I have firestone whites on my C-cab that have like new tread.
One of the fronts (30 x 3) has a small bulge on the inner part of the tread. I should say it's about the size of a half dollar.
I'd really rather not replace it at this time.
Does anyone make a repair boot like they used to use in bygone days?
Either get more life insurance, or buy a new tire. How much is your life worth to you?
There is some type of boot/ patch that they put on the insides of mdern tires. Maybe a tractor shop would have something, tractor tires are high and repair would be better than buying a tire. However when those high pressure tires blow, they blow. I just added air in this one, pulled up on the crank (it was on a different car) and it sounded like a shotgun. I thought I'd blown the head off, then I saw the tire. That would have been bad going down the road.
If you have the same demountable wheels and rims on your C-Cab that are shown on your profile, I suspect they are 30 x 3 1/2 on all four wheels.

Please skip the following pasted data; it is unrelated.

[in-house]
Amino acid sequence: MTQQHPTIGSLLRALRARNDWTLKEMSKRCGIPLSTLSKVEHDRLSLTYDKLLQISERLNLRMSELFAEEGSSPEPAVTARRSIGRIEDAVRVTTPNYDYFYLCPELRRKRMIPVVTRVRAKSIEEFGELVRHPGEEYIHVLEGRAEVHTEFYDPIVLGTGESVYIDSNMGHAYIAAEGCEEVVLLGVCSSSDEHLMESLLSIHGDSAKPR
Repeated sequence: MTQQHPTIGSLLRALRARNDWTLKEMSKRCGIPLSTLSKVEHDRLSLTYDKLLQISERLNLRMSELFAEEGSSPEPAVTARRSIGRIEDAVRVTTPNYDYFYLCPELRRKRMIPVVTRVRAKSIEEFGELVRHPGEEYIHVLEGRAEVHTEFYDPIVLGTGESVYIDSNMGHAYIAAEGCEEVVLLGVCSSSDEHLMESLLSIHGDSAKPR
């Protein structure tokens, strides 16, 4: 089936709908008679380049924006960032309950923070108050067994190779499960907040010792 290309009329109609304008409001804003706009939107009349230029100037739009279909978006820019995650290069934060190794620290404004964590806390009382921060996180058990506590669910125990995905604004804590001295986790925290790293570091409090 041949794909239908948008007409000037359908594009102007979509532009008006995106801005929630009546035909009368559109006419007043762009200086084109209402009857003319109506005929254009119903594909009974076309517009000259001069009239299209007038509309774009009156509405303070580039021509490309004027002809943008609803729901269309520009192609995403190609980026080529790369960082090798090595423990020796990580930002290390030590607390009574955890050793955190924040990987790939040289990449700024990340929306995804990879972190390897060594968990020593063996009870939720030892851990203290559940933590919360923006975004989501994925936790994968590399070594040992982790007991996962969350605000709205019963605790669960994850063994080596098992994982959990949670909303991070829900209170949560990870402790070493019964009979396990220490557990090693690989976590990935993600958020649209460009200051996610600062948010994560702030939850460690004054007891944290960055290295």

White tires are more costly than the black ones so if you drive it a lot you may want to consider another set of rims with “black drivers” on them. If you are not planning to drive the car in the Colorado winter (I probably would not take that nice of a car out in the snow – but I’m picky) – just put a jack stand under it and let the air out until the bulge goes away. Figure out what you want to purchase (1 or 2 white tires or 4 or 5 black tires). Order a few months before you need them.
Tire boots are available but you may have problems finding a source for only one. See: Camel boot from Grangers
http://www.grainger.com/Grainger/wwg/search.shtml?searchQuery=1EKY2&op=search&Nt t=1EKY2&N=0&sst=All they also have a 1EKY1 for nail holes.
You may find it is easier to dismount your tire and take it to an auto / truck tire repair location and have them install an appropriate boot.